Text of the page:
Erin’s road to the summer Olympics, Japan

Just before they left for Tokyo, I caught up with James Barnes, Erin’s coach, and chatted to him about Erin’s climbing and his role as coach.

Tony Lourens: Can you give us some background on Erin with regards to her climbing and how she rose to this level of competition?

Erin started climbing in her first year of High School at Westville girls in 2017. The Kwa-Zulu Natal (KZN) climbing committee hosted a few competitions (boulder and lead) where other schools (mainly the Durban district) competed, and would select the best athletes in KZN to represent their province in a national event. This would go onto a selection event where the South African Youth team would be chosen to represent South Africa in the Youth World Championships (YWCH). She was selected to represent South Africa in her first YWCH in Moscow, Russia 2018. She was only selected for bouldering in this event, where she placed 61/67.

T: What was your coaching strategy to get Erin ready to compete at this level?
J: I only started coaching Erin from October 2018. I was mainly focusing on exposing her to real rock climbing. This teaches her the difference in terrain, styles, and the pure enjoyment of being outside, experiencing the community and finding appreciation for what rock climbing is really about. Southern Rock doesn’t have any lead walls, so to get more confident and comfortable, we spent most weekends climbing at the local crags. Umgeni Valley, located just outside of Howick, we dubbed ‘The School for Climbing’ as it was vertical and all about understanding the movement of your body, trusting the tiniest feet, while biting down on razor sharp edges. This forces you to learn technique very quickly, trusting bad foot holds, while composing on small hand holds. Then, on the opposite end of the styles spectrum we had the Wave Cave in Shongweni Valley: a mega steep cave feature, with routes only starting at 23, which meant you went in knowing you were going to try hard. This is what we called our gym. Running laps on some of the classic routes, working up power endurance where your back muscles get more pumped than your forearms. Fantastic style of climbing, teaching you to move your feet first before hand movements. This style of climbing is generally favoured in competitions as the walls you compete on are mostly overhanging.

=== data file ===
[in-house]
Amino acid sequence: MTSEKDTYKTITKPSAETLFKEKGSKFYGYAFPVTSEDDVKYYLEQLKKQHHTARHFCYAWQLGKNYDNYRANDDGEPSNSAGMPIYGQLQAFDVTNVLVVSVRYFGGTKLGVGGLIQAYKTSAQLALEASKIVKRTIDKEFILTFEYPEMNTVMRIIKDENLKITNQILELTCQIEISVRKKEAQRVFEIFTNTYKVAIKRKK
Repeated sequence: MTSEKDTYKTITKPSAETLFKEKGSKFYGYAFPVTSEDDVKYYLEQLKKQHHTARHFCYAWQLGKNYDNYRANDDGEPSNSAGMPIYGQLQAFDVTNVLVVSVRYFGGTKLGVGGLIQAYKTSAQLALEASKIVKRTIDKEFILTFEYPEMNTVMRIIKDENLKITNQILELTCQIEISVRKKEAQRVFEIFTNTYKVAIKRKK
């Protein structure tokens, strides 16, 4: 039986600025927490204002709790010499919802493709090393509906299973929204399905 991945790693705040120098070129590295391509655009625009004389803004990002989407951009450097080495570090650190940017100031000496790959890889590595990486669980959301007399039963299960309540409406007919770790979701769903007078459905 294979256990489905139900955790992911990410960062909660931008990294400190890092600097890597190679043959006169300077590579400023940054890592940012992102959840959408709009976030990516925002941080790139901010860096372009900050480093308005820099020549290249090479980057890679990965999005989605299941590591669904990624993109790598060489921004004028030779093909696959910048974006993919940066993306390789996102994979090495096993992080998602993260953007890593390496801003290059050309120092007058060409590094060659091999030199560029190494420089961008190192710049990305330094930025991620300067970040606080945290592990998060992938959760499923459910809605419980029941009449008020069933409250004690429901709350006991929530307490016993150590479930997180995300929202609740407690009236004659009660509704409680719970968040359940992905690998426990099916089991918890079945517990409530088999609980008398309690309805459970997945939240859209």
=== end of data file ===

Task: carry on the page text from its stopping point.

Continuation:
T: Tell us about Erin’s competition journey?
J: Erin’s first ‘big comp’ was the South African Open Nationals, which was held at CityROCK Johannesburg with all three disciplines: speed climbing, bouldering and lead climbing. This has now been dubbed the 2020 Olympic combined format. This was also the first qualifying event for the African Continental Cup (ACC). She won gold in lead climbing, silver in bouldering and bronze in speed climbing, earning her gold overall. This seeded her in 1st place for the African Continental Cup to be held in March 2020. Next, she went on to win the Youth Nationals in CityRock CapeTown, and Bloc11 in June, taking gold in lead, gold in bouldering and silver in speed in the U17 female category. Being on top of the podium for both comps gained her a slot on the South African Team, where she went on to YWCH in Arco, Italy placing 33/79 in bouldering and 48/72 in lead for female youth A (U17 in South Africa).
Once all the serious competitions were done in 2019, she went to compete in the CityROCKtober Festival comp. She won lead and placed second in bouldering. After all these comps, the training didn’t stop. If anything, it picked up. With both of us wanting to take part in the ACC, we turned up the training and set our sights on the Olympic qualification, which was to be held in March 2020.

T: How did Covid affect your training and the competition circuit?
J: When Covid-19 hit, we all went into a nationwide lockdown which meant the ACC qualifications event was postponed to the end of the year. Again, this didn’t mean sitting around playing X-Box, it was all about maintaining focus and dealing with the training at home and utilizing the outdoor crags while all training facilities were closed. When the gyms finally opened up again in late July, we started the process of getting back into indoor shape. The ACC cup took place in Cape Town in December. The first IFSC recognized competition in Africa. Another first for the sport. Erin went on to win this competition, crowning her the first lady (only 18) to represent Africa in the Tokyo 2020 Olympic games in 2021.